Previous: Strengthen the Desire to listen and speak with God more frequently

12) Quickly recognize evil thoughts and immediately turn to God

Jesus warns men to battle against evil thoughts (Mt 5:28, 15:19; Eph 4:29) and to seek to have good and pure thoughts (Ps 19:14; Mt 5:8; Rom 12:2; Eph 4:23-24; Col 3:1-2). St. Paul urges men to have holy thoughts: “Finally, brethren, whatever is true, whatever is honorable, whatever is just, whatever is pure, whatever is lovely, whatever is gracious, if there is any excellence, if there is anything worthy of praise, think about these things” (Phil 4:8).

Because of the fallen nature of men, every man is constantly tempted to entertain evil thoughts and very often does. In the evil is a blessing, for as a man becomes better at quickly recognizing his evil thoughts, he can immediately turn to God for help; evil thoughts can become a stimulus to seek God.

Practice monitoring your thoughts and immediately speak and listen for God when you first become aware of an evil thought arising in your mind.

13) See the world through the lens of the Works of Mercy

As Jesus prepares for His Passion, His last parable is the Parable of the Sheep and the Goats through which He reveals that a man’s personal Judgment will be in part based on how he performed the Corporal Works of Mercy (Mt 25:31-46; Feed the hungry, Give drink to the thirsty, Clothe the naked, Shelter the homeless, Visit the sick, Visit the imprisoned; the Church includes Bury the dead; CCC 2447).

Expanding the 7 Corporal Works of Mercy to include other non-corporal teaching of Jesus, the Church has summarized 7 Spiritual Works of Mercy (Instruct the ignorant, Counsel the doubtful, Admonish sinners, Bear wrong patiently, Forgive offenses willingly, Comfort the afflicted, Pray for the living and the dead; CCC 2447).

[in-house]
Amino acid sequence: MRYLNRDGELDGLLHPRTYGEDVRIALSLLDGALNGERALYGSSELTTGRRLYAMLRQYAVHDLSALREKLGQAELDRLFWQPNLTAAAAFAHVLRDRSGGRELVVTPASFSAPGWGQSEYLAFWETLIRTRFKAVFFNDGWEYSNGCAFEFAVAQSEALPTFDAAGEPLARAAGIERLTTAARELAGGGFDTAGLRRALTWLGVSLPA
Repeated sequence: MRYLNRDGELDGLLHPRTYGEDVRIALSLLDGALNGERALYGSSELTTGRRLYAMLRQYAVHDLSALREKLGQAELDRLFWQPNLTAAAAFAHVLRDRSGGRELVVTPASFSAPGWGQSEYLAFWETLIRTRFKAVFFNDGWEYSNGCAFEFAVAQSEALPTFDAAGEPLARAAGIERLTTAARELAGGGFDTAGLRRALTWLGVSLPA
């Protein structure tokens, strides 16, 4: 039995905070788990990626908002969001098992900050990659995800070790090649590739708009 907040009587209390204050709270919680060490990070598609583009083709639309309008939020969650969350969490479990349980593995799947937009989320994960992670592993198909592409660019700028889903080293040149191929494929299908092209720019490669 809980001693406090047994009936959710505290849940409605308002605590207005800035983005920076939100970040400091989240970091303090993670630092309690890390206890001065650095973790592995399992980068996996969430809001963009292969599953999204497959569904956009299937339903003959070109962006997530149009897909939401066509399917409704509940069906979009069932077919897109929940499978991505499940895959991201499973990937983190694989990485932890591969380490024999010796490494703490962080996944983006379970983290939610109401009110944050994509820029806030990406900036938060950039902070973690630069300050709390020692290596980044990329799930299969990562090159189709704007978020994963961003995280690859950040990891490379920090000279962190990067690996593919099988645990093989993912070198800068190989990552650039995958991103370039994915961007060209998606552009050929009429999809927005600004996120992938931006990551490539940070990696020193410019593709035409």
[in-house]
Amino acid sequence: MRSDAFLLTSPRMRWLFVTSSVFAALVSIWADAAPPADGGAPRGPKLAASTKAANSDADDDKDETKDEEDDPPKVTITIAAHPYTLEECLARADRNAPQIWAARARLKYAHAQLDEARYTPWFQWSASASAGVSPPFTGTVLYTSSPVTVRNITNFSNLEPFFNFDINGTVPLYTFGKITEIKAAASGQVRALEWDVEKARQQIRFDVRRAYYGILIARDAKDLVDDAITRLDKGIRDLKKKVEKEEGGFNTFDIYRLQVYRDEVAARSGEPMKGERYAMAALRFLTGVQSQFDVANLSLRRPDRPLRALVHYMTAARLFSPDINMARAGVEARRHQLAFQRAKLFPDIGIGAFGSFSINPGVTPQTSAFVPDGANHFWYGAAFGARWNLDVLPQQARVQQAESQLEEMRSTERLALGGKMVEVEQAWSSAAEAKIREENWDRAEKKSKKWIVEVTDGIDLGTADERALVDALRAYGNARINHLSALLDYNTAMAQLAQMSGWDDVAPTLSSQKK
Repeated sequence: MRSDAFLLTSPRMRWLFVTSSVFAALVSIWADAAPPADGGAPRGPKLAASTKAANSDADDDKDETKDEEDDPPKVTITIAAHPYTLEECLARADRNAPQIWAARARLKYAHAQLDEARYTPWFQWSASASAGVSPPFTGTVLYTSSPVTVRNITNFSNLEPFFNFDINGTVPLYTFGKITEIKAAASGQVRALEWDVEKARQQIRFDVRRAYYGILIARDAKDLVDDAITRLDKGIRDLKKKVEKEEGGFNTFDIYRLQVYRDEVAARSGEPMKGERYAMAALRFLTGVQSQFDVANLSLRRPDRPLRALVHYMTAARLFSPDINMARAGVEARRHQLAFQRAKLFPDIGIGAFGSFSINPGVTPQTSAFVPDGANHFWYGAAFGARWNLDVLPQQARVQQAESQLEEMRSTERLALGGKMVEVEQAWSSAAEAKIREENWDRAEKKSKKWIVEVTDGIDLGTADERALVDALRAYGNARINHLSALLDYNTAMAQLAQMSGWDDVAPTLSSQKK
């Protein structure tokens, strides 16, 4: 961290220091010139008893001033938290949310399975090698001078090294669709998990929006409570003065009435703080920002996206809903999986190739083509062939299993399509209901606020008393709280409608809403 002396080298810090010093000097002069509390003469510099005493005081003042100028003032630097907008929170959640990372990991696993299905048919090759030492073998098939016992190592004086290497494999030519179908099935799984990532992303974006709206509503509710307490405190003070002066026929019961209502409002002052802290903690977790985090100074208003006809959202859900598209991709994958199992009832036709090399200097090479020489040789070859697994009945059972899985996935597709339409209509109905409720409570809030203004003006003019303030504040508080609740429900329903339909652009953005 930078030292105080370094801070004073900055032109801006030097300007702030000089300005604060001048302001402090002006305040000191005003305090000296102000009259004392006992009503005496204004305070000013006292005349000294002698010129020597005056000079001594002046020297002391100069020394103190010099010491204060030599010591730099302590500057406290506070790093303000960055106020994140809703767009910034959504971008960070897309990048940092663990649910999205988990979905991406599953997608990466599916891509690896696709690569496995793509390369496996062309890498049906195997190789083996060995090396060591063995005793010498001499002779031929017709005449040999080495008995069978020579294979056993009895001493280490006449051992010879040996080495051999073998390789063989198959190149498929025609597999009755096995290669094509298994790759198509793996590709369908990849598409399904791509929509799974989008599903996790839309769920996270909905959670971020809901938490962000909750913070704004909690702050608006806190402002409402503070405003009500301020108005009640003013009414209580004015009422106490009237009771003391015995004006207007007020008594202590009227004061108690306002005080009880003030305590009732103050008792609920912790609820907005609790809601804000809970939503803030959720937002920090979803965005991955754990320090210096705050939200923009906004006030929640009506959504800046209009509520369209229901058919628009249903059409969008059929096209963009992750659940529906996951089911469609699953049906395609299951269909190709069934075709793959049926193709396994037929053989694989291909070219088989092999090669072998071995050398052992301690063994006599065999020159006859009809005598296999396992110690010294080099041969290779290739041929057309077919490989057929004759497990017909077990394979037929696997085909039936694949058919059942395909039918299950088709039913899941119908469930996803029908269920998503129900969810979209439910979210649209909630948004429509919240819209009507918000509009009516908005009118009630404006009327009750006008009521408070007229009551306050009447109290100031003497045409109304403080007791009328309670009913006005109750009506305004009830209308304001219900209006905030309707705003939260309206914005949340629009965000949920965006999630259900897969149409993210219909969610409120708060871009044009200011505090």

To remain in the Presence of God more frequently during the day can be helped by more frequently imitate Jesus by seeking to perform the Works of Mercy; when a man consciously seeks to do God’s will by imitating Jesus Christ, he is consciously bringing himself into the Presence of God.

A man shouldn’t ignore the promptings of the Holy Spirit when He moves a man’s conscience to be aware and take action to help another, for God is seeking to make Himself present to the man through the conscience.

To perform the Works of Mercy more frequently, first memorize and then begin to use the Works of Mercy as a “lens”, like spiritual glasses through which a man observes the world. It is easier to “see” the need for the Corporal Works of Mercy but the need to perform the Spiritual Works of Mercy can be less obvious.

Build a habit of seeing through the “lens” of the Spiritual Works of Mercy and offering them more frequently each day to increase the time he is consciously in the Presence of God.

14) Acknowledge God in everyday objects

Jesus enters the world during the Incarnation and relates to men as both God and man, using many worldly examples in His teaching and deeds. By knowing Scripture and recalling how Jesus uses Creation to teach, a man can relate the things he experiences in life to remind Him to speak and listen to God throughout the day.

For example, Jesus uses dozens of references to things in Creation including the human body, ordinary things (salt, light, lamp, leaven, mustard seed, bread, wine, cup, coins, etc.), agriculture (seeds, planting, vineyard, etc.), animals (sheep, sparrows, fish, camel, etc.), and the earth (sea, storms, wind, floods, earthquakes, etc.).

Observe the world, link it to Jesus’ teachings using everyday objects in the Gospels, and automatically remember to listen and speak with God when encountering worldly things.

15) Look towards Heaven in joy

St. Therese of Lisieux found looking towards Heaven moved her soul and drew her closer to God:  “For me, prayer is a surge of the heart; it is a simple look turned toward heaven, it is a cry of recognition and of love, embracing both trial and joy.”

Men have always looked towards the heavens in their search for God. While God transcends the visual heavens in the universe, looking upward into the vast sky and beyond reminds men of the astounding Dominion and Providence of God and to look forward to the eternal beatitude of Heaven.  St. Alphonsus Liguori urges men to, “Remember, then, frequently to think of, and long for heaven.”